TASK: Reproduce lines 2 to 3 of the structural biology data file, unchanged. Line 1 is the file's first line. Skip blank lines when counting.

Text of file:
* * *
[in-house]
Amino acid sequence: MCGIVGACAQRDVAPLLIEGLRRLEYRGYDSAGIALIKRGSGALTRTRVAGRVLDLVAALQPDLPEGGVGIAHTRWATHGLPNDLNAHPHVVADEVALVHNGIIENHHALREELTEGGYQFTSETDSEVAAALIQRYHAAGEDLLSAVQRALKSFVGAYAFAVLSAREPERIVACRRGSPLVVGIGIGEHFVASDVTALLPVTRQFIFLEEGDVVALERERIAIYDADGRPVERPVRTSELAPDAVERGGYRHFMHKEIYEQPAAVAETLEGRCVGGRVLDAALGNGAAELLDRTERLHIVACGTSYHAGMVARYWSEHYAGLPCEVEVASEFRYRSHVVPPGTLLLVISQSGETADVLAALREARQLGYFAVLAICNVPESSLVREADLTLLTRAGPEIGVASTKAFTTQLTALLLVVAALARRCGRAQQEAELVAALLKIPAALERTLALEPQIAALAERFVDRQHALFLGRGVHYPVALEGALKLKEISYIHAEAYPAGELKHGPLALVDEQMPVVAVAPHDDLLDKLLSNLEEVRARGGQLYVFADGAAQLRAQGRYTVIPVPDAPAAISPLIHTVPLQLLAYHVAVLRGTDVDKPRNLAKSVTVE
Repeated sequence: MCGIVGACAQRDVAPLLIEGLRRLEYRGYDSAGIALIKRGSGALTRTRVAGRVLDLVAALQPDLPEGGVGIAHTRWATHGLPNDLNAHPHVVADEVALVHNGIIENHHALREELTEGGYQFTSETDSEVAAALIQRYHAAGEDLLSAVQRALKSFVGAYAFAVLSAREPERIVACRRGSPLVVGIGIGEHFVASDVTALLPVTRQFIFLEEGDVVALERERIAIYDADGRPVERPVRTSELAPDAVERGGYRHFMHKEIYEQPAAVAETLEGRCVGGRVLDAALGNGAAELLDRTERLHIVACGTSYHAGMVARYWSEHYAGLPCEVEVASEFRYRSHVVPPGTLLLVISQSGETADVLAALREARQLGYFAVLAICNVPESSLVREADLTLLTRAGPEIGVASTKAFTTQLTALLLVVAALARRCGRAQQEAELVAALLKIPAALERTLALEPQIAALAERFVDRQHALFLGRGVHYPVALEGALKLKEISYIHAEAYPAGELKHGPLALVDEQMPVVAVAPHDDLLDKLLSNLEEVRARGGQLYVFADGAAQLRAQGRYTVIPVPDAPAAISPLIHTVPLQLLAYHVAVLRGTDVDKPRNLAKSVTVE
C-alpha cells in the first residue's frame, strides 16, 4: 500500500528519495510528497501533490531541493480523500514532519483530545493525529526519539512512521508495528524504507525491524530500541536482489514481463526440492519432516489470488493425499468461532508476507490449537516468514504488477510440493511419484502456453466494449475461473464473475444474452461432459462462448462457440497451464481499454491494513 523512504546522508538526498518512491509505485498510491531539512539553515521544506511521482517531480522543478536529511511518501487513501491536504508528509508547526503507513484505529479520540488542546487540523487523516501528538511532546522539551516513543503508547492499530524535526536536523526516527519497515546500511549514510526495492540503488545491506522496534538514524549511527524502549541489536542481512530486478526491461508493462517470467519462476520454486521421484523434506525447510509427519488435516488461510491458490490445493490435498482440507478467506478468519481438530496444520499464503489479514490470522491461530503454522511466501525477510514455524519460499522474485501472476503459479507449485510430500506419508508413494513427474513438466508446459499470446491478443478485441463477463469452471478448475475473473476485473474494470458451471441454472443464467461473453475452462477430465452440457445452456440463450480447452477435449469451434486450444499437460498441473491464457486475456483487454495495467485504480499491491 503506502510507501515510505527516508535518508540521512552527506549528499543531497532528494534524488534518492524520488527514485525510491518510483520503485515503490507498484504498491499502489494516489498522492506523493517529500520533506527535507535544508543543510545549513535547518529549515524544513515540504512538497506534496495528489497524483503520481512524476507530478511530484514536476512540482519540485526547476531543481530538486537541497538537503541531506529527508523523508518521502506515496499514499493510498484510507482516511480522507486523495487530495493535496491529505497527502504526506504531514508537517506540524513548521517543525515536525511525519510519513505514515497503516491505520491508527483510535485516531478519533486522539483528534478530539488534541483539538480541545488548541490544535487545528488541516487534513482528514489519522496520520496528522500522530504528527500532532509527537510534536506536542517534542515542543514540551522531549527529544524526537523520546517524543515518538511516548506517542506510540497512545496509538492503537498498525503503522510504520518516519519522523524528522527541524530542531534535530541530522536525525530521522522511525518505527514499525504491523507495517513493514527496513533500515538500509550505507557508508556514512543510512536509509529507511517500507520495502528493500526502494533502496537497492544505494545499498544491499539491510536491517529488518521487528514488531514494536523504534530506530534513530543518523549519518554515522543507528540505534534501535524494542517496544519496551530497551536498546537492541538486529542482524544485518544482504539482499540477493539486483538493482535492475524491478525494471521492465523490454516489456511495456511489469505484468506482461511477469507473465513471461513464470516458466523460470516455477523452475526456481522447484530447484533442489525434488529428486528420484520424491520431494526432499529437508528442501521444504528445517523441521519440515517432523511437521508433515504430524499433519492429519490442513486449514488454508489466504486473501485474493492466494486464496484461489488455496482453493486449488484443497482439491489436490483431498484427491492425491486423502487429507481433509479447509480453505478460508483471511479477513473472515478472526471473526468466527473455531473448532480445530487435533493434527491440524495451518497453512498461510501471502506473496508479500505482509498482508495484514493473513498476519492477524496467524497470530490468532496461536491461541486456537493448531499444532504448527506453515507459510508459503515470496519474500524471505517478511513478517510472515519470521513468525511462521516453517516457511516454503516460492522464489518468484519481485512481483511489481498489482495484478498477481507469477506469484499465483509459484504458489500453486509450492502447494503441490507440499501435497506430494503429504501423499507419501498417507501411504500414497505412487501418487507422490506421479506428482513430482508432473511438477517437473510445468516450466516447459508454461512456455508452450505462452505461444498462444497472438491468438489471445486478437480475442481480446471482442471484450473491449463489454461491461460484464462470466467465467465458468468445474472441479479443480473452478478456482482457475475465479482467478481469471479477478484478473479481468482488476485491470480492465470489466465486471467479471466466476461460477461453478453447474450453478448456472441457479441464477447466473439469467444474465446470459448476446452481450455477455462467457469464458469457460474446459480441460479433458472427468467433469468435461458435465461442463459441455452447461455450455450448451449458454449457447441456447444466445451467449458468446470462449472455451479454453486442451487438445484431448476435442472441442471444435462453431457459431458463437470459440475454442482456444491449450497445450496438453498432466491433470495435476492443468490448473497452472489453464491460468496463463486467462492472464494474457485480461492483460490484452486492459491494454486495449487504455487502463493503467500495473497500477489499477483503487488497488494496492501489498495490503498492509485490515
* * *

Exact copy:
Amino acid sequence: MCGIVGACAQRDVAPLLIEGLRRLEYRGYDSAGIALIKRGSGALTRTRVAGRVLDLVAALQPDLPEGGVGIAHTRWATHGLPNDLNAHPHVVADEVALVHNGIIENHHALREELTEGGYQFTSETDSEVAAALIQRYHAAGEDLLSAVQRALKSFVGAYAFAVLSAREPERIVACRRGSPLVVGIGIGEHFVASDVTALLPVTRQFIFLEEGDVVALERERIAIYDADGRPVERPVRTSELAPDAVERGGYRHFMHKEIYEQPAAVAETLEGRCVGGRVLDAALGNGAAELLDRTERLHIVACGTSYHAGMVARYWSEHYAGLPCEVEVASEFRYRSHVVPPGTLLLVISQSGETADVLAALREARQLGYFAVLAICNVPESSLVREADLTLLTRAGPEIGVASTKAFTTQLTALLLVVAALARRCGRAQQEAELVAALLKIPAALERTLALEPQIAALAERFVDRQHALFLGRGVHYPVALEGALKLKEISYIHAEAYPAGELKHGPLALVDEQMPVVAVAPHDDLLDKLLSNLEEVRARGGQLYVFADGAAQLRAQGRYTVIPVPDAPAAISPLIHTVPLQLLAYHVAVLRGTDVDKPRNLAKSVTVE
Repeated sequence: MCGIVGACAQRDVAPLLIEGLRRLEYRGYDSAGIALIKRGSGALTRTRVAGRVLDLVAALQPDLPEGGVGIAHTRWATHGLPNDLNAHPHVVADEVALVHNGIIENHHALREELTEGGYQFTSETDSEVAAALIQRYHAAGEDLLSAVQRALKSFVGAYAFAVLSAREPERIVACRRGSPLVVGIGIGEHFVASDVTALLPVTRQFIFLEEGDVVALERERIAIYDADGRPVERPVRTSELAPDAVERGGYRHFMHKEIYEQPAAVAETLEGRCVGGRVLDAALGNGAAELLDRTERLHIVACGTSYHAGMVARYWSEHYAGLPCEVEVASEFRYRSHVVPPGTLLLVISQSGETADVLAALREARQLGYFAVLAICNVPESSLVREADLTLLTRAGPEIGVASTKAFTTQLTALLLVVAALARRCGRAQQEAELVAALLKIPAALERTLALEPQIAALAERFVDRQHALFLGRGVHYPVALEGALKLKEISYIHAEAYPAGELKHGPLALVDEQMPVVAVAPHDDLLDKLLSNLEEVRARGGQLYVFADGAAQLRAQGRYTVIPVPDAPAAISPLIHTVPLQLLAYHVAVLRGTDVDKPRNLAKSVTVE